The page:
George was definitely on a role during this time, and Living In The Material World was a commercial blockbuster. But LITMW was quickly forgotten, which was (and is) undeserved. Some of Harrison's most beguiling melodies and his most soulful slide playing are present on this masterpiece, and his often-criticized vocals are in great shape. But it would be a mistake to assume that "Living In..." makes for an immediately infectious listening experience; many of the best songs require repeated listening to be fully appreciated. Frankly, it took me a few years to fully appreciate the beauty & mastery of these songs.
"Give Me Love" is the song here that everybody knows. Criticized in some quarters for being "preachy" and redundant, it actually boasts an attractive melody and some inspired guitar work.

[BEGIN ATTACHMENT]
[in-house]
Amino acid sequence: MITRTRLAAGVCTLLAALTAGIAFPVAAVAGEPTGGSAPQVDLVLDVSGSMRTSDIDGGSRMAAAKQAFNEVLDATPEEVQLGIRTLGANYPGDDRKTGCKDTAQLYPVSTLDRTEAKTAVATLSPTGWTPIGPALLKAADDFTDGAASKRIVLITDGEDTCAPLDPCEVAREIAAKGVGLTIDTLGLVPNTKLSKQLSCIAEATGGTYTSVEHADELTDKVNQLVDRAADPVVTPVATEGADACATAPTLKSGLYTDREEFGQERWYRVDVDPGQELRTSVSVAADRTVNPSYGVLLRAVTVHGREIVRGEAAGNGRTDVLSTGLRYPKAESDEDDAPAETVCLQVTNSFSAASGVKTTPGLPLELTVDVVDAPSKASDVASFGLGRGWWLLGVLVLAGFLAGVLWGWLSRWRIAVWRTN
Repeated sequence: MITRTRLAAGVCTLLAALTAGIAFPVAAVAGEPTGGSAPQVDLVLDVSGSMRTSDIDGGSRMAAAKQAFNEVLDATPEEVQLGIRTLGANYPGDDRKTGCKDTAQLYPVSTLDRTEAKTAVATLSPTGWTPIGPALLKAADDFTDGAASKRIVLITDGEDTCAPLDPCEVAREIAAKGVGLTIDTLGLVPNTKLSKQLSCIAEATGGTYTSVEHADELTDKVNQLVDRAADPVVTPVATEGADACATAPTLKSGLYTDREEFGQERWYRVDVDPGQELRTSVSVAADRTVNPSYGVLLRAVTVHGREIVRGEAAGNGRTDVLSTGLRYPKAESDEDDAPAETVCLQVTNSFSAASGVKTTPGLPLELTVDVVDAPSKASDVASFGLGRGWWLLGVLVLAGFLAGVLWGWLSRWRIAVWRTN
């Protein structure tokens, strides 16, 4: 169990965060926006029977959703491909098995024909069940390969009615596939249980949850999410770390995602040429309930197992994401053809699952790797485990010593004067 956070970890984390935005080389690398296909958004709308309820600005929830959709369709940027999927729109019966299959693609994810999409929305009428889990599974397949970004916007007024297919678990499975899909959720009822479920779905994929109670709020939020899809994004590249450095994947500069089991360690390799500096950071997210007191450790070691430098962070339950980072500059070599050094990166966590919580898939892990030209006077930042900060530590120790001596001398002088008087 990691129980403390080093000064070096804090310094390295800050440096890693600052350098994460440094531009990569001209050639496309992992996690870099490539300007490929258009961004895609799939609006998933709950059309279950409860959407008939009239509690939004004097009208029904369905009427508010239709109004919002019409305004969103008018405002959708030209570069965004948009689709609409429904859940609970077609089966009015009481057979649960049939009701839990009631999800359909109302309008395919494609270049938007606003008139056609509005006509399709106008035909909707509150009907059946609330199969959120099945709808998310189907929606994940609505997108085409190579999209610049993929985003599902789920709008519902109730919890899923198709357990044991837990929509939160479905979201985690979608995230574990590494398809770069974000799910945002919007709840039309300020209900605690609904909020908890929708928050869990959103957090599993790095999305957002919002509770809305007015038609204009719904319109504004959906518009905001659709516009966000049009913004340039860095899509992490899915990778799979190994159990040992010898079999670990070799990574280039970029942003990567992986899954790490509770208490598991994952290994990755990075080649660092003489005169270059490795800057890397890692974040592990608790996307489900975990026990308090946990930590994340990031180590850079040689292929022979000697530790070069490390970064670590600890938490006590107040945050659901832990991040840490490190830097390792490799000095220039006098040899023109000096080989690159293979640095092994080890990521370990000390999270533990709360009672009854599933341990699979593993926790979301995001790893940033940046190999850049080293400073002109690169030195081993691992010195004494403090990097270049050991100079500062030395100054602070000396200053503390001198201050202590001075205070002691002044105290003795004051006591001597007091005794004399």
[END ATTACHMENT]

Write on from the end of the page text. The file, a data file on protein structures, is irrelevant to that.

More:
"Sue Me, Sue You Blues" is the sole diatribe on LITMW. Apparently aimed at Paul McCartney, it's not as nasty as Lennon's "How Do You Sleep" or as goofy as Ringo's "Early 1970". The dobro work on the tune is excellent, and George really doesn't come across as vindictive, merely resigned.
"The Light That Has Lighted The World" is one of those tunes that took me forever to appreciate. To those who don't like introspective tunes, it comes across as dull as dishwater. But if one relaxes & allows the Zen-like melody some room to breathe, it can be very therapeutic.
"Don't Let Me Wait To Long" is the most Beatle-esque tune on here.